Marine plants include kelp, seaweed, seagrasses, and algae which are food and habitat for other marine species. To protect Tasmanian marine ecosystems, no marine plants may be harvested directly from the water, except in the
Tasmanian seaweeds are processed to extract bio-compounds like alginates and fucoidans used in pharmaceuticals and nutraceuticals and are used for fertiliser and mulch. Fresh Undaria is sold as edible Japanese wakame, and some kelps are used for crafts and other boutique businesses.
Managing the fishery
Marine plant harvesting is controlled by limited licences, and ecological risks are co-managed with land authorities like the Parks and Wildlife Service and Crown Lands.
Commercial beach-cast harvest: Licensed harvesters hand-collect seaweed that has been cast onshore by wind and wave action, particularly after storm events. Bull kelp (Durvillaea potatorum) is the main species harvested, primarily from King Island, Marrawah, and Granville Harbour.
There are two access areas where no further licences may be granted - King Island and Granville Harbour. The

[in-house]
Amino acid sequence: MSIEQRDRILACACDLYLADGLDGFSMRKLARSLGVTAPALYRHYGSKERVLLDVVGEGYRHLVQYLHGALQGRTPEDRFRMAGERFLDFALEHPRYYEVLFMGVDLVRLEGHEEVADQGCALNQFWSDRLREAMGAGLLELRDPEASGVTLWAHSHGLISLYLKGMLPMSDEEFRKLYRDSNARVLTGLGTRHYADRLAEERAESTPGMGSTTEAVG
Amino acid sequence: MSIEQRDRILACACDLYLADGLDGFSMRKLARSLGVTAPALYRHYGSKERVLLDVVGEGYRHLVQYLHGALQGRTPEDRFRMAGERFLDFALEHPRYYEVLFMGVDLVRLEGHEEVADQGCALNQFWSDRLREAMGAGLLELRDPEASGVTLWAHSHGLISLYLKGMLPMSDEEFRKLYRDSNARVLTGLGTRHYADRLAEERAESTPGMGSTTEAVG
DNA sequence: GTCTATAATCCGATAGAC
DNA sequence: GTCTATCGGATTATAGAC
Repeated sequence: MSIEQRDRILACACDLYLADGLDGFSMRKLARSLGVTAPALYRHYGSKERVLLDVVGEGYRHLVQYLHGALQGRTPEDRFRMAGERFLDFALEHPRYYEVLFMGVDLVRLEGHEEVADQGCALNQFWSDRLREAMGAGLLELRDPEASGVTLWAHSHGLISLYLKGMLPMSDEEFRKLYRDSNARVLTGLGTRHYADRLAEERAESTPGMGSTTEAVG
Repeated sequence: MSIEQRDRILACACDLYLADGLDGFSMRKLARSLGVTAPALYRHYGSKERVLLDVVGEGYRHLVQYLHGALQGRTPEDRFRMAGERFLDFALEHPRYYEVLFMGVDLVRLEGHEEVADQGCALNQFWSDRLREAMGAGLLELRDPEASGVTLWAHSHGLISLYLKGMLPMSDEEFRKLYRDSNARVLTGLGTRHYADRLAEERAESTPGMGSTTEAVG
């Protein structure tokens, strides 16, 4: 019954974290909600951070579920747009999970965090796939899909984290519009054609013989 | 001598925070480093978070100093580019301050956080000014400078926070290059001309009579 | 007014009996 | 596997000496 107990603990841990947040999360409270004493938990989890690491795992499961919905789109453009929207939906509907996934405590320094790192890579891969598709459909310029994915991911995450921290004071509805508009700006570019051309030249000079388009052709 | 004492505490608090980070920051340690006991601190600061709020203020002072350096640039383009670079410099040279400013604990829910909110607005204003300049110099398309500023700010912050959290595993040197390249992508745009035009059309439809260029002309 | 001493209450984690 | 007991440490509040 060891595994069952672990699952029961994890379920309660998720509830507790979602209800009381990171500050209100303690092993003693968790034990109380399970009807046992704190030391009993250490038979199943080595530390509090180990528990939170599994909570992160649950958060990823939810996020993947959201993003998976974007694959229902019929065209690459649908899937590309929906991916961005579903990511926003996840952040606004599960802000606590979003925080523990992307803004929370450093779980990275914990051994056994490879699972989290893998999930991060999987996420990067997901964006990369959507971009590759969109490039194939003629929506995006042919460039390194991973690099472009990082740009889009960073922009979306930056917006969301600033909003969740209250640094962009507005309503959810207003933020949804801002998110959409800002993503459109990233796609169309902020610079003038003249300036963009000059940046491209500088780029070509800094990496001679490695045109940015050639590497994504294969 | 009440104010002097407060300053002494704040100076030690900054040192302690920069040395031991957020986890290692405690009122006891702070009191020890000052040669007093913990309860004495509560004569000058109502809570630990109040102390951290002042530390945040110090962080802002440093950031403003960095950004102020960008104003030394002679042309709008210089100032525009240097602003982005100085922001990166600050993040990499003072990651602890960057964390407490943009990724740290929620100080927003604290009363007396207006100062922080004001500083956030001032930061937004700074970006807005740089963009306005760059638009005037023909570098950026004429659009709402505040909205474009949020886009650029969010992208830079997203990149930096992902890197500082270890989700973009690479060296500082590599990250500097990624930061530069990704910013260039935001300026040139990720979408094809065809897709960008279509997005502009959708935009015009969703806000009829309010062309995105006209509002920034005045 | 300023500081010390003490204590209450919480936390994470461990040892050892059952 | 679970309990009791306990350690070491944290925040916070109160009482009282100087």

North-West region is limited to eight licences at any one time. These arrangements help manage natural coastal and biodiversity values.
Commercial diving for
Undaria - Undaria pinnatifida is a declared
noxious pest species, which means it can only be handled under authorisation to mitigate the risk of spreading. Licensed commercial divers hand collect
Undaria from East Coast waters under the authority of a fishing licence (introduced marine plant).
Anyone wishing to
apply for a fishing licence (marine plant) is encouraged to contact the Wild Fisheries Branch. Permission from the landholder/s to access nominated beaches must also be obtained.